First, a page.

Trick-or-Treating Etiquette

No more tricks, only treats

Emma Lewicky, Contributor // Illustration by Emily Rose

For most, Halloween is considered a night of fun and endless candy. It’s a night that gives you a sense of anonymity, to dress as someone or something else with no rules to stop you. However, it shouldn’t be all mayhem and madness. Have you ever seen the movie Trick ‘r Treat? The movie follows a demonic child posing as a trick-or-treater who punishes those who break the rules of Halloween. Now if this were something that actually happened, the rules should be as follows.

This first rule should be common sense: use your manners. People are handing out candy for free! The least we can do is use our please and thank yous like our parents taught us. The same courtesy should also extend to whoever is chaperoning you around Halloween night. Manners go a long way in making a person feel respected and appreciated.

Additionally, smashing jack-o’-lanterns would be a sure way to earn a visit from the Halloween enforcer. Another obvious rule should be respecting people’s property. This even includes something as small as blowing a candle out from their pumpkin. Now, if pumpkins are off limits, it should go without saying that decorations are off limits too. On Halloween night homeowners willingly let people come and go through their property. It should be treated with respect. If they have a pathway to their door, use it. Avoid walking across their grass and absolutely do not walk through their flower beds. The hydrangeas don’t deserve the abuse.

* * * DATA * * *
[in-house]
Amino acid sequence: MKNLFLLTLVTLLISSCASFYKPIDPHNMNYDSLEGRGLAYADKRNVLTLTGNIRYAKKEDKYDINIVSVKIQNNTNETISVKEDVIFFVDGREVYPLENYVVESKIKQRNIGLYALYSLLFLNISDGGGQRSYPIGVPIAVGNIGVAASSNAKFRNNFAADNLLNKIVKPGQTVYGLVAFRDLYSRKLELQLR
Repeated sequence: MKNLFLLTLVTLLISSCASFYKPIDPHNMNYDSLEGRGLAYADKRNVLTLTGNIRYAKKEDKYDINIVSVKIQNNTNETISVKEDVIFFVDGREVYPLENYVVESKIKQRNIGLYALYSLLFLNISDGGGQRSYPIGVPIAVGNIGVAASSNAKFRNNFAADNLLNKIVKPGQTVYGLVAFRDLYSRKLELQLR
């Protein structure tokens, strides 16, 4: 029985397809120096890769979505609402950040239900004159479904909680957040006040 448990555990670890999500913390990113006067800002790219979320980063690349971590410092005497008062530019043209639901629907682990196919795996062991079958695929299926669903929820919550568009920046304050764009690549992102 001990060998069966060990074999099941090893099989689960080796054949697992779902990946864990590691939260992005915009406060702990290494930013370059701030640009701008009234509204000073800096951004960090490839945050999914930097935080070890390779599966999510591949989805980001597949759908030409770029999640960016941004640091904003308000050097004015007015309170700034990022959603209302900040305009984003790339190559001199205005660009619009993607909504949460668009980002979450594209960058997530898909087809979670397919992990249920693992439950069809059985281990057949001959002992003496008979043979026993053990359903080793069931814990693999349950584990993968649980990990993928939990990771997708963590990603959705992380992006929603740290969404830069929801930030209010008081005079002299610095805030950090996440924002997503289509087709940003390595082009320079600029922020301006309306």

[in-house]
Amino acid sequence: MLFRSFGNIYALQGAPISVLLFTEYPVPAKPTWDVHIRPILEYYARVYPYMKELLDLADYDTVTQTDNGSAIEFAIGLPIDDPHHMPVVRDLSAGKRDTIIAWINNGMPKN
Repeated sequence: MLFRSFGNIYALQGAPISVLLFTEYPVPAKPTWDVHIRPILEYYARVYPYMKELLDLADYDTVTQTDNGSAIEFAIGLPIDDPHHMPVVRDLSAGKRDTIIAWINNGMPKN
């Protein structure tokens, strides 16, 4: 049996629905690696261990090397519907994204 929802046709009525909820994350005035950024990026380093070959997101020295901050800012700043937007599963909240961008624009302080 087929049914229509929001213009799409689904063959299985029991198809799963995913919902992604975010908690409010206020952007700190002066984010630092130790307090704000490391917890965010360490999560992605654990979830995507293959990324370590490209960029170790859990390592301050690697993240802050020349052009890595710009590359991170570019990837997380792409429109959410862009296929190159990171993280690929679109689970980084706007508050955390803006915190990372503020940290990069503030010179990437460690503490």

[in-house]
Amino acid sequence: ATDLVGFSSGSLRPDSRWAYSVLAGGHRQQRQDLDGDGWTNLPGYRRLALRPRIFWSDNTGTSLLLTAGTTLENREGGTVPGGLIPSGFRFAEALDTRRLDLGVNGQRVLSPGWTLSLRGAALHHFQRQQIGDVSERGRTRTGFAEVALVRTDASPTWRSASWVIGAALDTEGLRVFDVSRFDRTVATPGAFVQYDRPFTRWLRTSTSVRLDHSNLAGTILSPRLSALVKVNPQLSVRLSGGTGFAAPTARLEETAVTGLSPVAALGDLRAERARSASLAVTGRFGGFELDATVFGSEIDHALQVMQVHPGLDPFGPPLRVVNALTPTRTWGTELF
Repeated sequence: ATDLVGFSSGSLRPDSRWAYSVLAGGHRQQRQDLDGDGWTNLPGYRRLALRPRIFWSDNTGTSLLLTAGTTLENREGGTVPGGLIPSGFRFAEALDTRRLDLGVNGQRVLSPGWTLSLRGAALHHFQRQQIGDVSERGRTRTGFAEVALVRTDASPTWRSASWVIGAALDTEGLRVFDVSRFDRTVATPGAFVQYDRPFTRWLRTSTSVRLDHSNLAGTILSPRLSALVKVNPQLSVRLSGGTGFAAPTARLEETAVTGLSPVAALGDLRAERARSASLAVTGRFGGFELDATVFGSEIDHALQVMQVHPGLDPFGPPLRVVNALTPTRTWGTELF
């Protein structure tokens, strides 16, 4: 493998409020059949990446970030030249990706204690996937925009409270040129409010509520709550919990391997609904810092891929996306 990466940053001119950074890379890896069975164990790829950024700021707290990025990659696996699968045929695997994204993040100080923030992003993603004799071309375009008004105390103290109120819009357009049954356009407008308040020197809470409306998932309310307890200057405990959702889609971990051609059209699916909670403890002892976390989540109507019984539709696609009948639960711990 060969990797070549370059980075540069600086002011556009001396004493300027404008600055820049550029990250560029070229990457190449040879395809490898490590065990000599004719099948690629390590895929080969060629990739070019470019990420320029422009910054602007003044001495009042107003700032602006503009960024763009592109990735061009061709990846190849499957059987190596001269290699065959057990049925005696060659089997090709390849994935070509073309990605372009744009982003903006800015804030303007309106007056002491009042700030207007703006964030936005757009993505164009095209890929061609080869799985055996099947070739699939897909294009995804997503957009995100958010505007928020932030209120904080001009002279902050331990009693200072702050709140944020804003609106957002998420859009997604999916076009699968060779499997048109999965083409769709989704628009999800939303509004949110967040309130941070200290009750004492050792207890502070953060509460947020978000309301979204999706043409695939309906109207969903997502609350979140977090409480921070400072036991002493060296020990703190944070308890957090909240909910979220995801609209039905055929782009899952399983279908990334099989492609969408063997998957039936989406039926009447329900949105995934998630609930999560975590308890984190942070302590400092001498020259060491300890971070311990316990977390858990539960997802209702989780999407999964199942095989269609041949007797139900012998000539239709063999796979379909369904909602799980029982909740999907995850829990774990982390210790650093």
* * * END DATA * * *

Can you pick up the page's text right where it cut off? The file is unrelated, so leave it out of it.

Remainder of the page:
A common debate of trick-or-treating is when are you too old? What is that sad age when you’re just too grown up for it to be acceptable? With some places even threatening jail time for individuals over 12 caught trick-or-treating, it is a serious conversation. It would seem to be most appropriate to stop trick-or-treating once you reach high school. Trick-or-treating is an event aimed towards children, and what better time to stop than when you’re starting at a new school, evolving into a young adult. And let’s be honest, adults only willingly hand out candy because they want to see the cute kids. Respect the age limitations.

            Something else to consider as a trick-or-treater: is your costume appropriate? When you’re planning your costume, make sure to consider a few things. Is your costume offensive in any way? Something as simple as a religious habit can be seen as distasteful and rude. Could your costume be considered too revealing? There is a sexy version to every costume, but maybe those should be saved for clubs or parties. Don’t forget, a large number of trick-or-treaters are young children and your outfit should be appropriate if you’re going to be around them.

Now for some chaperoning etiquette: don’t be a wet sock! If you’re escorting children around on Halloween night, have some fun and be happy. They’ll probably share their candy with you, as they should. But while having fun, be mindful of safety as well. Halloween is a dark and busy night, with people and hazards around every corner. Make sure to keep a close eye on your surroundings.

The last unwritten rule of Halloween night, and the most important, is have fun! It’s likely that you understand all of these rules already, but just needed some reminding. The most important thing is to be polite and aware. Now, remember these rules or else: you may just be visited by the Halloween rule enforcer!

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